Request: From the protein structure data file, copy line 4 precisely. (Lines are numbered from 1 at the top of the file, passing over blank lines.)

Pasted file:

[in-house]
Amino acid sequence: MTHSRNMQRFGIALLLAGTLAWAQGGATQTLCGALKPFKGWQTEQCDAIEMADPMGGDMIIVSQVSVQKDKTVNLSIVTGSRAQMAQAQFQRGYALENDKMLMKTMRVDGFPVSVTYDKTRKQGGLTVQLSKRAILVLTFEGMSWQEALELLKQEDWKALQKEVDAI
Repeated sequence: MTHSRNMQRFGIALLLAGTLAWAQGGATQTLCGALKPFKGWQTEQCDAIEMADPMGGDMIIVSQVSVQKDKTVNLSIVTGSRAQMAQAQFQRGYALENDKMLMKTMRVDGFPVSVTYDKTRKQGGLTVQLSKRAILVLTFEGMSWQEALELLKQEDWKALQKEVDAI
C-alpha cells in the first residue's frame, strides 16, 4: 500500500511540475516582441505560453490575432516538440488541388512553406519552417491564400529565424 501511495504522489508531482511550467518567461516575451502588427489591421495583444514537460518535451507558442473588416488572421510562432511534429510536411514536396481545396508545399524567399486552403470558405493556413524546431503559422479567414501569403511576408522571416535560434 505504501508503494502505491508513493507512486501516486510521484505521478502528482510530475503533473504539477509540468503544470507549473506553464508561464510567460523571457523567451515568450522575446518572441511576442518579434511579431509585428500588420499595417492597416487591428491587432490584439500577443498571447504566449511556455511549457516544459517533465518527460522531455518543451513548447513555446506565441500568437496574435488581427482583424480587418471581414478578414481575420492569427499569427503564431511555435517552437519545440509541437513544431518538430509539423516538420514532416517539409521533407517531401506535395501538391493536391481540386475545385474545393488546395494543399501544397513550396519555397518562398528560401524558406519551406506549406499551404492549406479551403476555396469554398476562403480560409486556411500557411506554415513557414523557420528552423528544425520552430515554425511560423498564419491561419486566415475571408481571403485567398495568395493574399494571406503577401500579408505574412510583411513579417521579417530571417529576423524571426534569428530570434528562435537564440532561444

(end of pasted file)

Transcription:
C-alpha cells in the first residue's frame, strides 16, 4: 500500500511540475516582441505560453490575432516538440488541388512553406519552417491564400529565424 501511495504522489508531482511550467518567461516575451502588427489591421495583444514537460518535451507558442473588416488572421510562432511534429510536411514536396481545396508545399524567399486552403470558405493556413524546431503559422479567414501569403511576408522571416535560434 505504501508503494502505491508513493507512486501516486510521484505521478502528482510530475503533473504539477509540468503544470507549473506553464508561464510567460523571457523567451515568450522575446518572441511576442518579434511579431509585428500588420499595417492597416487591428491587432490584439500577443498571447504566449511556455511549457516544459517533465518527460522531455518543451513548447513555446506565441500568437496574435488581427482583424480587418471581414478578414481575420492569427499569427503564431511555435517552437519545440509541437513544431518538430509539423516538420514532416517539409521533407517531401506535395501538391493536391481540386475545385474545393488546395494543399501544397513550396519555397518562398528560401524558406519551406506549406499551404492549406479551403476555396469554398476562403480560409486556411500557411506554415513557414523557420528552423528544425520552430515554425511560423498564419491561419486566415475571408481571403485567398495568395493574399494571406503577401500579408505574412510583411513579417521579417530571417529576423524571426534569428530570434528562435537564440532561444